Seven years have passed since Mexican filmmaker Alejandro G. Iñárritu last filmed the epic western The ghostwhich earned him his second consecutive Best Director Oscar after winning for birdman Last year. Considering the subject of his latest work, Bardo, false chronicle of a handful of truths, the 59-year-old was reeling from some sort of existential crisis. This rambling and self-indulgent three-hour odyssey stars Mexican actor Daniel Giménez Cacho (Chronos, We are what we are) as a celebrated journalist and documentary filmmaker who arrives at a transformative midlife crossroads on the eve of accepting a prestigious international award.

Recalls by the tone and the narrative fluidity of Paolo Sorrentino The great beautywhich itself recalled the surrealist masterpieces of Federico Fellini, bardo unfolds like a semi-autobiographical rumination, ripe with anguish and introspection. Alternately funny, frustrating, absurd and sincere, bardo sees the filmmaker attempt to address his critics, his career, his identity, as well as explore the tangled and traumatic relationship between his homeland of Mexico and its unruly neighbor to the north.

While certainly more of an experiential offering than a tightly constructed narrative, Iñárritu’s film’s thin line sees Silverio Gama (Cacho) return to Mexico after many years living in the United States. While the intelligentsia are proud of his accomplishments, including that he is about to receive an award that has never been given to a Latino before, but there is simmering frustration that he has turned the back to Mexico in order to achieve this position of importance. He is seeking an interview with the American president, when Amazon is trying to buy the Mexican state of Baha California. The American ambassador offers to reunite the two men, but the United States wants Gama’s vocal support in return.

At home, Gama’s life is also unstable. His children grew up in the United States, which they are grateful for, while acknowledging that their immigration status has been a burden. Gama is also haunted by the death of his third son, Mateo, just hours after he was born. His wife Lucia (Griselda Siciliani) can’t wait for them to try again, but – in some of the film’s most surreal sequences – Gama still has visions of baby Mateo during their most intimate moments.

The film is full of these drifts in dreamlike fantasy, as a myriad of inner demons and distractions struggle for attention and reconciliation in Gama’s head. Doing this on screen, Iñárritu spins a procession of vivid images, carnivalesque settings and disorienting leaps through time and space. This is where cinematographer Darius Khondji steps in to dazzle audiences with some of the year’s most intricate set-ups and startling images. It’s no small tragedy that most viewers will only be able to experience bardo on Netflix, because the film is a visual triumph that deserves to be seen as big as possible, even – or perhaps, especially – in times when its lens veers away from its director.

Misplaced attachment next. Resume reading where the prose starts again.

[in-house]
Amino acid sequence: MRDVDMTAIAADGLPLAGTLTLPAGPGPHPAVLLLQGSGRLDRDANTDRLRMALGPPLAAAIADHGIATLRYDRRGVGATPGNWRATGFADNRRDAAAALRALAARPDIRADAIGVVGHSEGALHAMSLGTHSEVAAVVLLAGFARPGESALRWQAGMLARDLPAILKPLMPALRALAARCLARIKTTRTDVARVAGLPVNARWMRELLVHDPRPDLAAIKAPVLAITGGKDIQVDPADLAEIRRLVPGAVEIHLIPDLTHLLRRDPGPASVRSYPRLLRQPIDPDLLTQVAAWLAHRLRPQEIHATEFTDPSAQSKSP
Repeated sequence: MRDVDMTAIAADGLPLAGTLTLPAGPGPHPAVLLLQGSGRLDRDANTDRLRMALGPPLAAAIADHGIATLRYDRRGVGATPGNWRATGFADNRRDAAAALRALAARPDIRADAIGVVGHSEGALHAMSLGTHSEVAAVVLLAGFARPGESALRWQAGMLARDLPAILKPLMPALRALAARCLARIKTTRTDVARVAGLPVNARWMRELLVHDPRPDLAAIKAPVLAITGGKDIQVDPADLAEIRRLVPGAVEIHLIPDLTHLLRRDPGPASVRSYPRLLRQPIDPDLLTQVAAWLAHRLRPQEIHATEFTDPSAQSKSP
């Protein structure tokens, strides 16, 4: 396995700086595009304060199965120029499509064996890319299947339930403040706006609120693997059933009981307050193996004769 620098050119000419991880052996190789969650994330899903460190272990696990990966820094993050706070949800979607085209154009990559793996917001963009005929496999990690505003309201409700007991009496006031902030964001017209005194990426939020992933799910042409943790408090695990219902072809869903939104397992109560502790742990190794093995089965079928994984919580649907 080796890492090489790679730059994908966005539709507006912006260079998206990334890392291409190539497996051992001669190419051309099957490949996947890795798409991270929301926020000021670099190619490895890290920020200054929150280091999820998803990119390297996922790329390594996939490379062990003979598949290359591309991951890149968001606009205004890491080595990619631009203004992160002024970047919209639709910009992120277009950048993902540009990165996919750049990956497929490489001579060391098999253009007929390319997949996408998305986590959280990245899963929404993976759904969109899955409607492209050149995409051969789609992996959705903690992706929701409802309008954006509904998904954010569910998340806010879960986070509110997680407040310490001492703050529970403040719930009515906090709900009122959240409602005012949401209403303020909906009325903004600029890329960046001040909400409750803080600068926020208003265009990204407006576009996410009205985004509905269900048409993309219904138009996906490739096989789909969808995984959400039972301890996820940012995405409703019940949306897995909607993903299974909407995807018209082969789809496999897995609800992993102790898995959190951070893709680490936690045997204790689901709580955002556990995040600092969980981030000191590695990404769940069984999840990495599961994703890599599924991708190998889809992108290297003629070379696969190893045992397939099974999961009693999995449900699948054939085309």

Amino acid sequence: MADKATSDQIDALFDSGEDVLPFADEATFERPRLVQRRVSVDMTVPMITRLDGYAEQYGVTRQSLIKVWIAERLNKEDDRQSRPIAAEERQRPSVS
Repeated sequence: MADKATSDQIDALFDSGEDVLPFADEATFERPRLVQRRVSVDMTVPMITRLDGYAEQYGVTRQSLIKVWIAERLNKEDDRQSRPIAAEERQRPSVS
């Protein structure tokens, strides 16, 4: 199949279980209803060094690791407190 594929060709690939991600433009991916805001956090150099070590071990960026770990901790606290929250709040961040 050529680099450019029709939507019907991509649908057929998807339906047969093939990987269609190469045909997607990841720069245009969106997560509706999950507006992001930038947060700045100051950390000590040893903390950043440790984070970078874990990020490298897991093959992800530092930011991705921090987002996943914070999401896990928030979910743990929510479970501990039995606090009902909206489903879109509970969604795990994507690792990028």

From the architecture-adorned streets of Mexico City to the shimmering beaches of its northwest coast, Mexico is absolutely stunning. However, it’s the unique long takes – of which there are many – when these craftsmen really show their skills. Whether weaving through the circular hallways of Gama’s home or following him through the sweaty crowd of revelers on a heady welcome party, Iñárritu dazzles with his technical prowess, while Khondji shows more than able to fill the shoes vacated by the three-time Oscar winner. Emmanuel Lubezki.

bardo tackles so many topics, seemingly at random, in an ever-changing stream of consciousness, that audiences are bound to be offended at some point, or tired of political debates, philosophical pontifications, or lengthy descriptions of family life worldly. Display bardo at home will only make the challenge that much more demanding, so if the opportunity arises to experience it on the big screen, interested parties should definitely go out of their way to do so.

Ultimately, the enjoyment of Iñárritu’s heavy indulgence will be influenced by the baggage viewers bring to it. A thrilling and tense sensation race, it is certainly not. Those willing to step up a gear, settle in, and let the experience wash over you will see one of the most accomplished filmmakers working today unload a lifetime of personal grievances and insecurities, written in big for the whole world to see, in a heady parade of cinematic bombast.

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